Only a few days ago we wrote about the proposed takeover of Orko Silver (OTC:OKOFF) by First Majestic Silver (AG) which was scheduled to close at the end of February. Yesterday another unexpected chapter was added to the story. Coeur d'Alene Mines (CDE) submitted an alternative proposal to acquire Orko Silver and the bid was deemed to constitute a Superior Proposal by the Orko Silver board. CDE has since posted a presentation outlining the details of their offer and have performed a webcast with further information. First Majestic Silver now has five business days to amend their offer in order to avoid termination of their arrangement agreement with Orko Silver.
For those unfamiliar with the situation, here is a quick recap. Orko Silver's key asset is the La Preciosa deposit, one of the largest undeveloped known silver deposits. First Majestic Silver had made a takeover offer in December 2012 that was accepted by Orko Silver and was due to close at the end of February.
CDE's counter offer consists of a mix of cash, CDE shares and CDE warrants for each Orko Silver share. However, the total cash component of the mix is capped at $100M and the maximum number of new CDE shares to be issued is 11.6M. This is where the offer becomes a bit complicated. CDE lists three choices for Orko Silver shareholders.
- There is the 'all-shares' choice whereby each Orko Silver share is exchanged for 0.1118 CDE shares;
- then there is the 'all-cash' choice whereby each Orko Silver share is priced at $2.60;
- and then there is the 'mixed' choice whereby each Orko Silver share is exchanged for 0.0815 CDE shares and $0.70 in cash.
If either the cash cap or the share issue cap is reached, the available cash and shares are distributed pro-ration. If all shareholders choose either the 'all-cash' or the 'all shares' option, then everyone gets the 'mixed' option. On top of this, 0.01118 CDE warrants are issued for every Orko Silver share.
CDE claims, that the offer is based on a valuation of $2.70 per Orko Silver share. We would like to investigate this claim.
Let us get the warrants out of the way first. Each whole warrant will be exercisable for four years at a strike price of $30.00. The value of these warrants per Orko Silver share is assumed to be $0.1 in CDE's valuation. Considering the current CDE share price of $21.06, we conservatively assume that Orko Silver shareholders will not assign much value to these warrants, especially since it is still unclear whether these warrants can be traded.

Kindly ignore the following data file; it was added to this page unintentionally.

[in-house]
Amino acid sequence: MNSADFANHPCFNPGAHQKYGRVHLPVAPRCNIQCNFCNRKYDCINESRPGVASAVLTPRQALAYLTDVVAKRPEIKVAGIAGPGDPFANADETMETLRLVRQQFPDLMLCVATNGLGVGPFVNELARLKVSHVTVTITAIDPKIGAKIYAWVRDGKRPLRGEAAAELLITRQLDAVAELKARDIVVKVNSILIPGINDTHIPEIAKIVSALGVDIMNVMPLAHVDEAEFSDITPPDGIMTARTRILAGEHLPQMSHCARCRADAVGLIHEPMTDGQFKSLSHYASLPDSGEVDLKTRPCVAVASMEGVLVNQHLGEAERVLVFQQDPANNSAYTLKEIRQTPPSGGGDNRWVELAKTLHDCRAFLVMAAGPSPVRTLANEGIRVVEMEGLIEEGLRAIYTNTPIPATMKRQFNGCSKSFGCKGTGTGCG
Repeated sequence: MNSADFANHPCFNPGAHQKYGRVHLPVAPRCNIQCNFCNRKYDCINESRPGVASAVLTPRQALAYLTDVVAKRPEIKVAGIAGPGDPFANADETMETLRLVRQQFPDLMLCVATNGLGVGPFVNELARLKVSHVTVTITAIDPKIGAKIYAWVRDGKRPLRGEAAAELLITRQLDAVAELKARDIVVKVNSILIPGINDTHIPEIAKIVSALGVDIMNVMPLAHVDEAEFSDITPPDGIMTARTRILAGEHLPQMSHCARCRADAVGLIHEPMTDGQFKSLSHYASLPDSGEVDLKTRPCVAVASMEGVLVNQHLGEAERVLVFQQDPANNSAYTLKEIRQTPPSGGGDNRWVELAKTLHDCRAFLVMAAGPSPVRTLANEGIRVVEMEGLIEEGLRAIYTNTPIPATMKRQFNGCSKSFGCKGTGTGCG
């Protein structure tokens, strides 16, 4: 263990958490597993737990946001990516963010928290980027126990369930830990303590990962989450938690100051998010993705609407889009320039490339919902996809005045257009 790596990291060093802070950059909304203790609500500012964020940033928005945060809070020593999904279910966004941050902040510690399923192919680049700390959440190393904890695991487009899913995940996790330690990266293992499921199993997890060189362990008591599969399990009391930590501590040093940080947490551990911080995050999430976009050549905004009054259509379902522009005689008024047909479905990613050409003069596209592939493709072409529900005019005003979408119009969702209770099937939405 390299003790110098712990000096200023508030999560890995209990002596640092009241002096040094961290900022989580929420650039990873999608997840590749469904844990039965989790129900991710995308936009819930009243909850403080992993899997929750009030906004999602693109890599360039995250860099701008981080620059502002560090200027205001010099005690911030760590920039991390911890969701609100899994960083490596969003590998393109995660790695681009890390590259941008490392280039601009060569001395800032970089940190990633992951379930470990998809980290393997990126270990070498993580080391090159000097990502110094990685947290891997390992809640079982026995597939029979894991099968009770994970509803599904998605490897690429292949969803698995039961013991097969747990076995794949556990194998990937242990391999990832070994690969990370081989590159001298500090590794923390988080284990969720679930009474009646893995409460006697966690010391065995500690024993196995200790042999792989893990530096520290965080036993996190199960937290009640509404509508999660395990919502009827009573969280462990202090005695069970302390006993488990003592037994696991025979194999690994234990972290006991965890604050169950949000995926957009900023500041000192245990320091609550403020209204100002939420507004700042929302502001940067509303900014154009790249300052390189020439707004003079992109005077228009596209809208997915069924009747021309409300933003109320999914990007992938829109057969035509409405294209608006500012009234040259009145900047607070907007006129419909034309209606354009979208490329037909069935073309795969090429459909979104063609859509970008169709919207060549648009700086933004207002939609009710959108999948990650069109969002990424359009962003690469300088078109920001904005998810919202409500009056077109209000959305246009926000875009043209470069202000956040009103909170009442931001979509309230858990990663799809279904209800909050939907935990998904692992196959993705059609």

The share component of the offer is based on the CDE share price prior to publication of the offer. Since then, the share price has fallen by more than 10% and it can be assumed that this slide will go a bit further before the share price consolidates again, especially since technical chart support has been broken in the process. In order to get a rough range of numbers, we assumed a consolidated CDE share price range of $19.50 as a lower bound and $21.50 as an upper bound. This would value each Orko share at somewhere between $2.18 and $2.40 using the 'all-shares' option (discounting the warrants). It can therefore be assumed that Orko Silver shareholders will overwhelmingly prefer the 'all cash' option, triggering the cash cap described above. In consequence, most shares will be exchanged using the 'mixed' option. Using our assumed CDE share price range leads to a valuation of somewhere between $2.29 and $2.45 per Orko share. This is a fair way below the $2.70 that CDE claim in their announcement.
First Majestic Silver's share price also dropped by about 10% in the aftermath of the takeover announcement in December, and has taken a slide since then. First Majestic Silver shares closed at $18.12 yesterday. Using this most current share price, each Orko Silver share would be worth $2.18 according to First Majestic Silver's offer. This is not too far off the mark set by CDE. Using First Majestic Silver's share price of $22.92 immediately prior to the takeover offer results in a valuation of $2.76.
This leads to another inconsistency in the CDE announcement and presentation. When comparing the two offers, CDE generously use the share price before the offer for valuations regarding their own bid. On the other hand they use First Majestic Silver's share price after the invariable drop and fall due to publication of the offer for comparisons. This, in our opinion, is like comparing apples and oranges.
However, where does this new development leave First Majestic Silver? They have five working days to increase their bid and try to beat CDE. We strongly believe that such an increase would have to consist of a cash payment on top of the existing script offer in order to avoid further dilution and associated share price erosion. We also believe that First Majestic's bid is currently less than $0.30 per share behind CDE's bid, and they have $70M in the bank.
Or will they decide to walk away from the deal and try their luck elsewhere?